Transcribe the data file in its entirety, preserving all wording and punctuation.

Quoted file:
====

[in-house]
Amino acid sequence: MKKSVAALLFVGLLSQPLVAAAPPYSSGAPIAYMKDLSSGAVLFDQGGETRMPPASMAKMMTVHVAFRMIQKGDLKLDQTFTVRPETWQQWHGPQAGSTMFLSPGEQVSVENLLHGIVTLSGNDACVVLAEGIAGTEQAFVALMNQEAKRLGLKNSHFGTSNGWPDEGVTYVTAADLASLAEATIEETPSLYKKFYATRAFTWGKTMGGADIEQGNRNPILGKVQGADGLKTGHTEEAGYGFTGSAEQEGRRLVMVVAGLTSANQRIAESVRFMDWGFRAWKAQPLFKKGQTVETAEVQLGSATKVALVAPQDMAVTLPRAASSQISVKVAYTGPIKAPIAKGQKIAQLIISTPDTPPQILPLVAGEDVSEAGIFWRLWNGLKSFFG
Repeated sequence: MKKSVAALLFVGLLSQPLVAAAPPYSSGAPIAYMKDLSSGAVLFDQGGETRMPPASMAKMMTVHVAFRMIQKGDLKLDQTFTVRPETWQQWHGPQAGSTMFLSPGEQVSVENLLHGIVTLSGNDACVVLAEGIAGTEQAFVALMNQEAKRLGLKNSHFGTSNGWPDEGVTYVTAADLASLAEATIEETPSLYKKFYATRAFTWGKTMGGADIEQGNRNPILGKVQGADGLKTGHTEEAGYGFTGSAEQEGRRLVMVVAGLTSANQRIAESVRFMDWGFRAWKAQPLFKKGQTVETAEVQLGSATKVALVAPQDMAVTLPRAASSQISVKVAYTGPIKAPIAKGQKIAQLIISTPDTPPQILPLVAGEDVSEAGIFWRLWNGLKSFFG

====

[in-house]
Amino acid sequence: MKKSVAALLFVGLLSQPLVAAAPPYSSGAPIAYMKDLSSGAVLFDQGGETRMPPASMAKMMTVHVAFRMIQKGDLKLDQTFTVRPETWQQWHGPQAGSTMFLSPGEQVSVENLLHGIVTLSGNDACVVLAEGIAGTEQAFVALMNQEAKRLGLKNSHFGTSNGWPDEGVTYVTAADLASLAEATIEETPSLYKKFYATRAFTWGKTMGGADIEQGNRNPILGKVQGADGLKTGHTEEAGYGFTGSAEQEGRRLVMVVAGLTSANQRIAESVRFMDWGFRAWKAQPLFKKGQTVETAEVQLGSATKVALVAPQDMAVTLPRAASSQISVKVAYTGPIKAPIAKGQKIAQLIISTPDTPPQILPLVAGEDVSEAGIFWRLWNGLKSFFG
Repeated sequence: MKKSVAALLFVGLLSQPLVAAAPPYSSGAPIAYMKDLSSGAVLFDQGGETRMPPASMAKMMTVHVAFRMIQKGDLKLDQTFTVRPETWQQWHGPQAGSTMFLSPGEQVSVENLLHGIVTLSGNDACVVLAEGIAGTEQAFVALMNQEAKRLGLKNSHFGTSNGWPDEGVTYVTAADLASLAEATIEETPSLYKKFYATRAFTWGKTMGGADIEQGNRNPILGKVQGADGLKTGHTEEAGYGFTGSAEQEGRRLVMVVAGLTSANQRIAESVRFMDWGFRAWKAQPLFKKGQTVETAEVQLGSATKVALVAPQDMAVTLPRAASSQISVKVAYTGPIKAPIAKGQKIAQLIISTPDTPPQILPLVAGEDVSEAGIFWRLWNGLKSFFG